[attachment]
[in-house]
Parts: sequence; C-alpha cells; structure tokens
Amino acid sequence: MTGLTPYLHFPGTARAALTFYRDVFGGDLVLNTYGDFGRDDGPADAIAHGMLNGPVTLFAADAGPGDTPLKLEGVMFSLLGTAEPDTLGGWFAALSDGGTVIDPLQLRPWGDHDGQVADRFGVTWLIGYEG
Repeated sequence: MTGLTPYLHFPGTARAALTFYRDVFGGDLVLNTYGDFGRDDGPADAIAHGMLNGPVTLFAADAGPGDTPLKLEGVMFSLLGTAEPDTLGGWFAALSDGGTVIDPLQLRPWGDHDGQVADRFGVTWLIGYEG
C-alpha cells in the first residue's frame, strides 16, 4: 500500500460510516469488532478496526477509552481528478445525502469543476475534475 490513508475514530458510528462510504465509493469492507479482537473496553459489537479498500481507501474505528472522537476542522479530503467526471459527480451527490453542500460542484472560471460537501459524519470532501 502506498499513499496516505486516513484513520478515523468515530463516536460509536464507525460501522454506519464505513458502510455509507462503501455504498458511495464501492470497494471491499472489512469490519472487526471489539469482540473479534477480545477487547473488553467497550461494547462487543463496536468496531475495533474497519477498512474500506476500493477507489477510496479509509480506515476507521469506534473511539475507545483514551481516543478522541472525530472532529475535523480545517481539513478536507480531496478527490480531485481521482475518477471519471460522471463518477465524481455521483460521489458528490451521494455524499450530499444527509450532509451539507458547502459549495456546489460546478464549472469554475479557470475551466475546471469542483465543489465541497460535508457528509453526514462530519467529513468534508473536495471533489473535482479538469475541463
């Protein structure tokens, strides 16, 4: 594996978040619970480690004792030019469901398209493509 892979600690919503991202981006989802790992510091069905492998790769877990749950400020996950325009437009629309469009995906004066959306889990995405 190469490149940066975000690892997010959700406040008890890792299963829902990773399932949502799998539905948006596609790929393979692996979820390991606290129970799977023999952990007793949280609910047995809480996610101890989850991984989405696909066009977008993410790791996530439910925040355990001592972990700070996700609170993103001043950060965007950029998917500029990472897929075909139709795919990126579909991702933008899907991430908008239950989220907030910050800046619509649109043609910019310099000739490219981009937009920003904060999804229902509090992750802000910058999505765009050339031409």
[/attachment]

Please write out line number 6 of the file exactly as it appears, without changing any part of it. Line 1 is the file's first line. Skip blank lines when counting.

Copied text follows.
């Protein structure tokens, strides 16, 4: 594996978040619970480690004792030019469901398209493509 892979600690919503991202981006989802790992510091069905492998790769877990749950400020996950325009437009629309469009995906004066959306889990995405 190469490149940066975000690892997010959700406040008890890792299963829902990773399932949502799998539905948006596609790929393979692996979820390991606290129970799977023999952990007793949280609910047995809480996610101890989850991984989405696909066009977008993410790791996530439910925040355990001592972990700070996700609170993103001043950060965007950029998917500029990472897929075909139709795919990126579909991702933008899907991430908008239950989220907030910050800046619509649109043609910019310099000739490219981009937009920003904060999804229902509090992750802000910058999505765009050339031409």